We’ve been discussing The Sound of Music and the “life lessons” which all dreamers, creators, and people in general, can take from this 1965 Academy Award-winning musical.
In the movie, Maria is an unconventional and often annoying novice at an Austrian abbey. But despite her unconventionality, the Sisters have loved, accepted, and patiently prayed for Maria. The Mother Superior has even acted as a “Barnabas” (supporter/friend/facilitator; see Acts 9:26-31) to the novice; but this wise servant of God is beginning to suspect that, to quote one of the songs in the movie, “a problem like Maria” may not be suited or destined to life as a nun; that in fact, God’s purpose and plan for Maria may lie outside the convent.
Mother Superior knows that you can’t hold a “moonbeam” in your hand. Likewise, you shouldn’t try to restrain a person’s individuality, discourage their dreams, or crush their creativity. And although God wants us all to be actively involved in His “work,” there are many different ways in which we can serve Him.
Pastors, priests, rabbis, teachers, and other spiritual leaders would do well to encourage their congregants to also seek “ministry” beyond the four walls of local church or synagogue. The world needs Godly educators, politicians, scientists, artists, entertainers, and others who can take the life-altering message of the Scriptures to the masses. Jesus said, “You are the light of the world.” (Matthew 5:14 NIV) As such, God desires that we illuminate the way for others, by our example and influence. And face it, there are far more opportunities to “light the way” outside the familiarity and security of our faith communities.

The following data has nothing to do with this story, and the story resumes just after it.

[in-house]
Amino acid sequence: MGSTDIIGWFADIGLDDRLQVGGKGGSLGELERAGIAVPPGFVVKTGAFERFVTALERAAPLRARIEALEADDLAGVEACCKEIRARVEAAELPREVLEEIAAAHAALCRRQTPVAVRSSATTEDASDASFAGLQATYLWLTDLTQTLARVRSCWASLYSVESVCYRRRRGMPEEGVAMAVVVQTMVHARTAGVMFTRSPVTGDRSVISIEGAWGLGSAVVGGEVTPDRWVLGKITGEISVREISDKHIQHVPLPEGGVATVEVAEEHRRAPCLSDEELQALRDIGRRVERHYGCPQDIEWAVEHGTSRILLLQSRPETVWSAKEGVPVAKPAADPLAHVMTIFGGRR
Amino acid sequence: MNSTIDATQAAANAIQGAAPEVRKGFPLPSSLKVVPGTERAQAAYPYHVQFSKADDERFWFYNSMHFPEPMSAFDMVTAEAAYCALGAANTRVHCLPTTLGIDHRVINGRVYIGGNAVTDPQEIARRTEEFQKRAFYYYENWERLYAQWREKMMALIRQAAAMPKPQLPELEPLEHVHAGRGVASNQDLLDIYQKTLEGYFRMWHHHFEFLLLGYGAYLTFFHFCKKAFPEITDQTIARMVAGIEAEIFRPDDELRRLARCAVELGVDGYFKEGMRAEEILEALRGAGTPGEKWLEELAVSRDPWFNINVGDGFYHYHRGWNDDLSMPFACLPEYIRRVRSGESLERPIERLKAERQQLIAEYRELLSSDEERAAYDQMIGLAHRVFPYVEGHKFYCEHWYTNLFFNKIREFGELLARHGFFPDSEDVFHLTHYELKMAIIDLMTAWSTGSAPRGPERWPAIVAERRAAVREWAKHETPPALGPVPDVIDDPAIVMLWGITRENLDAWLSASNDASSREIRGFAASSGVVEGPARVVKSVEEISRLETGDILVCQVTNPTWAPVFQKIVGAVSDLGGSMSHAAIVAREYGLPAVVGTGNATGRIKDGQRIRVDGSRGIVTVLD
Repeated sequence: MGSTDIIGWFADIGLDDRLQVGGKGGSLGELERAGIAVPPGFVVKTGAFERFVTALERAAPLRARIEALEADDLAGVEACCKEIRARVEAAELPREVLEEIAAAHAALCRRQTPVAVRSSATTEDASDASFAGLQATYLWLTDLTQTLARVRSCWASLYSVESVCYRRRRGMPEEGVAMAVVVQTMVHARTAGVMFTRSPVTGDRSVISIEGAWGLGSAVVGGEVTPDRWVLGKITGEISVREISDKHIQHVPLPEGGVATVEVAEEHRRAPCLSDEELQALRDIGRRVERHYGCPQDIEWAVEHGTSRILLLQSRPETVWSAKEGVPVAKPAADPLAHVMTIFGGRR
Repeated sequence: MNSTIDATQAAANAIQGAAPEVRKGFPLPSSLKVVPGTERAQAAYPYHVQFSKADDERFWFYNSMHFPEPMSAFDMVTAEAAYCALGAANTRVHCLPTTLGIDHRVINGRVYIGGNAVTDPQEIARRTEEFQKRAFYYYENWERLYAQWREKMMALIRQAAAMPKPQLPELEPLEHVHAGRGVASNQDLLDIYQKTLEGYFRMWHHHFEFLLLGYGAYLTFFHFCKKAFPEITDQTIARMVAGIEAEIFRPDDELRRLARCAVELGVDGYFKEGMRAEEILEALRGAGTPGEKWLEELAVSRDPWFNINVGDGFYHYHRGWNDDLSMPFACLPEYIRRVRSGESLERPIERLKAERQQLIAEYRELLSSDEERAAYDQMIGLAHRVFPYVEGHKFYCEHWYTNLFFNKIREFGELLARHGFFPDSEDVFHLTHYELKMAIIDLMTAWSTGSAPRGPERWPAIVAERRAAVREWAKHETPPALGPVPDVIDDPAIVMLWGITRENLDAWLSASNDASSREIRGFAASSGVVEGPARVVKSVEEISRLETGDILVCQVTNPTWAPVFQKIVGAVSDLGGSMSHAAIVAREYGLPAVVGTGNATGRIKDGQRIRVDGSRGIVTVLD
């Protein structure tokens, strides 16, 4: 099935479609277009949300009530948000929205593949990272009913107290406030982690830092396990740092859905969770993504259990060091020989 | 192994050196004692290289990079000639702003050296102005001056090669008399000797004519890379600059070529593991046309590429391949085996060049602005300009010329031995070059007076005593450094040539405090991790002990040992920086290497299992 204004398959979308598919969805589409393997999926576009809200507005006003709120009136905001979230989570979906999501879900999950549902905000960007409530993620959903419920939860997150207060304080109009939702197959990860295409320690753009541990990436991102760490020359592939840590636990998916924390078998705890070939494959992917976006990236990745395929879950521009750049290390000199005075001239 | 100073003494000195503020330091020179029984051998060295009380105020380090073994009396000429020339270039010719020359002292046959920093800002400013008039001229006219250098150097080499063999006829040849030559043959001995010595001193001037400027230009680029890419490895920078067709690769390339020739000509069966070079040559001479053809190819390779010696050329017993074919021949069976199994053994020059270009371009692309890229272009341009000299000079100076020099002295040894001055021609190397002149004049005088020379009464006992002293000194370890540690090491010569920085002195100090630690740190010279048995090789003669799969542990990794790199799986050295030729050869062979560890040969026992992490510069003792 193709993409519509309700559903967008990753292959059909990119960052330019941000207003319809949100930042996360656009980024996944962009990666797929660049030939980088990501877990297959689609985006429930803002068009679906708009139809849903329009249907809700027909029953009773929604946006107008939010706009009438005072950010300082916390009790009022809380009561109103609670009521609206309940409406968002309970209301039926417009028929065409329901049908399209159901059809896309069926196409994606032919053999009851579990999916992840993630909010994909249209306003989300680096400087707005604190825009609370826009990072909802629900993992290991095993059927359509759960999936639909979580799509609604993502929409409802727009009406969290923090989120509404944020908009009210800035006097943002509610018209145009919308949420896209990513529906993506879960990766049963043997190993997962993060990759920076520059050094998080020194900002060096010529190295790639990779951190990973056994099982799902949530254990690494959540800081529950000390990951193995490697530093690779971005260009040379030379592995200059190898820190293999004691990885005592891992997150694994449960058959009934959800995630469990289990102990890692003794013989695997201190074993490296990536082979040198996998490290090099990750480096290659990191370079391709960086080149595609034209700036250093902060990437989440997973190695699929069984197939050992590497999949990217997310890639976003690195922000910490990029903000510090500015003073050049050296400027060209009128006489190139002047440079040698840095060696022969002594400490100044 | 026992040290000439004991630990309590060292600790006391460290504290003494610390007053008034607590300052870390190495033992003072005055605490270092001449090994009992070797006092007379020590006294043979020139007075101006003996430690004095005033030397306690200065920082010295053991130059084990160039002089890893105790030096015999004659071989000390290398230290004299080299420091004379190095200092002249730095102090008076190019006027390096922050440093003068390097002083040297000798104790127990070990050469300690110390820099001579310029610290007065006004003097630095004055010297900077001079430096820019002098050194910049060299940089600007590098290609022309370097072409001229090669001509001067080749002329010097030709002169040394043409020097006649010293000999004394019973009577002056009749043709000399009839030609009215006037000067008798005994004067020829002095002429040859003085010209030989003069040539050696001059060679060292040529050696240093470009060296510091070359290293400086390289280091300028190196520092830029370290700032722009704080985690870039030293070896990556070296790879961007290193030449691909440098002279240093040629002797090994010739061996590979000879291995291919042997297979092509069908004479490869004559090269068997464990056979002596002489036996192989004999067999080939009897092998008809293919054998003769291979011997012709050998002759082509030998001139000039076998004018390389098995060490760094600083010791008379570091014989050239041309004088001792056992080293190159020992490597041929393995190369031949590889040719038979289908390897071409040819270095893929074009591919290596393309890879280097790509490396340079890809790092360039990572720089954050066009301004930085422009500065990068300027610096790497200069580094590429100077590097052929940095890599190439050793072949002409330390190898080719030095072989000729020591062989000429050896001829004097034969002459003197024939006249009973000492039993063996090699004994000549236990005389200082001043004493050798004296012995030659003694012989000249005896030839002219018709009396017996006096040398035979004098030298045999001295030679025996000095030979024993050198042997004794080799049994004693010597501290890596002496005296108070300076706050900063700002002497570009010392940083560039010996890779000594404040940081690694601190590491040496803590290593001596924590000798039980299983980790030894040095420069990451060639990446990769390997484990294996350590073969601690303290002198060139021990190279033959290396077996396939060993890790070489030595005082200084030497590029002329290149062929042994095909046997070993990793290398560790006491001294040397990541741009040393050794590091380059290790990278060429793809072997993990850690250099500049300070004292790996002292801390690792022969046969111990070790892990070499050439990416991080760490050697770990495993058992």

Light shines the brightest in the presence of darkness. (See John 1:5) Partly for this reason, and partly because of Maria’s abundant enthusiasm and unique talents, the Mother Superior asks her novice to serve as governess to the children of the recently widowed (and rather stuffy and severe) Captain Von Trapp.
At first Maria objects. Her new task is more than a little daunting, and Maria would much rather remain within the safe and familiar confines of the abbey. She is adamantly against the idea of working outside the convent, and makes all kinds of excuses and promises to do better. Truth is, like so many dreamers and creators, Maria has grown accustomed to staying in her “comfort zone” and doesn’t feel she’s up to stretching her wings and expanding her horizons.
Most of us can relate. Change is difficult. Change can even be scary. But change is necessary for physical, spiritual and intellectual growth. Oftentimes people will do everything in their power to avoid change, even when they sense, deep in their hearts, that something better awaits them — outside of their familiar surroundings and trusted routines.
Fear of the unknown can be emotionally crippling. It can limit our choices and opportunities, stifle of creativity and cause us to stall in the pursuit of our dreams. But our Heavenly Father has an antidote for fear: His LOVE, combined with our faith, reinforced by the Word of God.